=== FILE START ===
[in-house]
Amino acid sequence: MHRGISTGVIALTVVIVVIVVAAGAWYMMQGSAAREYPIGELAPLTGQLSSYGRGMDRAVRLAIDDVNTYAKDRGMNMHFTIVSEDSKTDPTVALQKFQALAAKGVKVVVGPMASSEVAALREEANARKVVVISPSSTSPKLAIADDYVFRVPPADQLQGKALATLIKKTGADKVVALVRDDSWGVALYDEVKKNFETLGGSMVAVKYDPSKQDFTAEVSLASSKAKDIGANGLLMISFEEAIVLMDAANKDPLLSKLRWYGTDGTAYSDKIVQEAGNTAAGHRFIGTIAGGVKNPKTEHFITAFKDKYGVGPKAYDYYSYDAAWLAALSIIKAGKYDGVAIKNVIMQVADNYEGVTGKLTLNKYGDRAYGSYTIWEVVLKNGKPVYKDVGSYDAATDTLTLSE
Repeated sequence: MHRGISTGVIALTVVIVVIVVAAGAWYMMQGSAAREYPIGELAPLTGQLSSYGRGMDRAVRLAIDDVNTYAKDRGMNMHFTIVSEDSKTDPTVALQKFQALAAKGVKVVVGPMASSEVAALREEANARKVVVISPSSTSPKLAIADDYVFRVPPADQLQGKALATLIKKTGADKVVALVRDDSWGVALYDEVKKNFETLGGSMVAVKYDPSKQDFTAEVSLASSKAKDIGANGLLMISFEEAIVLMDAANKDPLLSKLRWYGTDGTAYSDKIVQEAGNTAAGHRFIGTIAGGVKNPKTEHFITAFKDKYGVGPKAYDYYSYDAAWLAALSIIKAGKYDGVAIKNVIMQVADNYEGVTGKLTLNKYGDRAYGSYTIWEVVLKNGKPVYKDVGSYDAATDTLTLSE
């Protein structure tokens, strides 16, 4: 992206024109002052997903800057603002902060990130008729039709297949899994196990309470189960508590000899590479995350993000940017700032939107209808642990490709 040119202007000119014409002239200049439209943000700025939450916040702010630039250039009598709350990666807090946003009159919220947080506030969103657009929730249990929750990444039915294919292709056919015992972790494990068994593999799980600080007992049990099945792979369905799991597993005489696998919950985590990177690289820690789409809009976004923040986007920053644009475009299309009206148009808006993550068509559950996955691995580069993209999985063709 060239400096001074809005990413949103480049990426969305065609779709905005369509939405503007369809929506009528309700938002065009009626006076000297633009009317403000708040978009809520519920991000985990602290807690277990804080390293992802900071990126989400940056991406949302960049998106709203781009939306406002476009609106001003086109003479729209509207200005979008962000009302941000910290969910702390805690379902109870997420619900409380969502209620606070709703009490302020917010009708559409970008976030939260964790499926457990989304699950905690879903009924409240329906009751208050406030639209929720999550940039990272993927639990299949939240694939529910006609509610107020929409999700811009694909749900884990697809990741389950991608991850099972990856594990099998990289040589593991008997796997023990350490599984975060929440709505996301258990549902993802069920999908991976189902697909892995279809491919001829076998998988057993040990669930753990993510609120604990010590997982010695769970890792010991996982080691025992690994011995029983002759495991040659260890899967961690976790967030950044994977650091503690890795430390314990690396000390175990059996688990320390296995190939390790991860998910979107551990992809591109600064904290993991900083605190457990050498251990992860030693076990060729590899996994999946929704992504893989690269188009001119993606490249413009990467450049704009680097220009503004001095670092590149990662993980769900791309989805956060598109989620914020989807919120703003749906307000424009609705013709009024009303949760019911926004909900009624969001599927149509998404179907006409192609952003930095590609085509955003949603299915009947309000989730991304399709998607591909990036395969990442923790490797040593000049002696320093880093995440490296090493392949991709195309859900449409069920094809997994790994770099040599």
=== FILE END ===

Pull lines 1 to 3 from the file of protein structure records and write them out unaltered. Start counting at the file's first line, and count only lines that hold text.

[in-house]
Amino acid sequence: MHRGISTGVIALTVVIVVIVVAAGAWYMMQGSAAREYPIGELAPLTGQLSSYGRGMDRAVRLAIDDVNTYAKDRGMNMHFTIVSEDSKTDPTVALQKFQALAAKGVKVVVGPMASSEVAALREEANARKVVVISPSSTSPKLAIADDYVFRVPPADQLQGKALATLIKKTGADKVVALVRDDSWGVALYDEVKKNFETLGGSMVAVKYDPSKQDFTAEVSLASSKAKDIGANGLLMISFEEAIVLMDAANKDPLLSKLRWYGTDGTAYSDKIVQEAGNTAAGHRFIGTIAGGVKNPKTEHFITAFKDKYGVGPKAYDYYSYDAAWLAALSIIKAGKYDGVAIKNVIMQVADNYEGVTGKLTLNKYGDRAYGSYTIWEVVLKNGKPVYKDVGSYDAATDTLTLSE
Repeated sequence: MHRGISTGVIALTVVIVVIVVAAGAWYMMQGSAAREYPIGELAPLTGQLSSYGRGMDRAVRLAIDDVNTYAKDRGMNMHFTIVSEDSKTDPTVALQKFQALAAKGVKVVVGPMASSEVAALREEANARKVVVISPSSTSPKLAIADDYVFRVPPADQLQGKALATLIKKTGADKVVALVRDDSWGVALYDEVKKNFETLGGSMVAVKYDPSKQDFTAEVSLASSKAKDIGANGLLMISFEEAIVLMDAANKDPLLSKLRWYGTDGTAYSDKIVQEAGNTAAGHRFIGTIAGGVKNPKTEHFITAFKDKYGVGPKAYDYYSYDAAWLAALSIIKAGKYDGVAIKNVIMQVADNYEGVTGKLTLNKYGDRAYGSYTIWEVVLKNGKPVYKDVGSYDAATDTLTLSE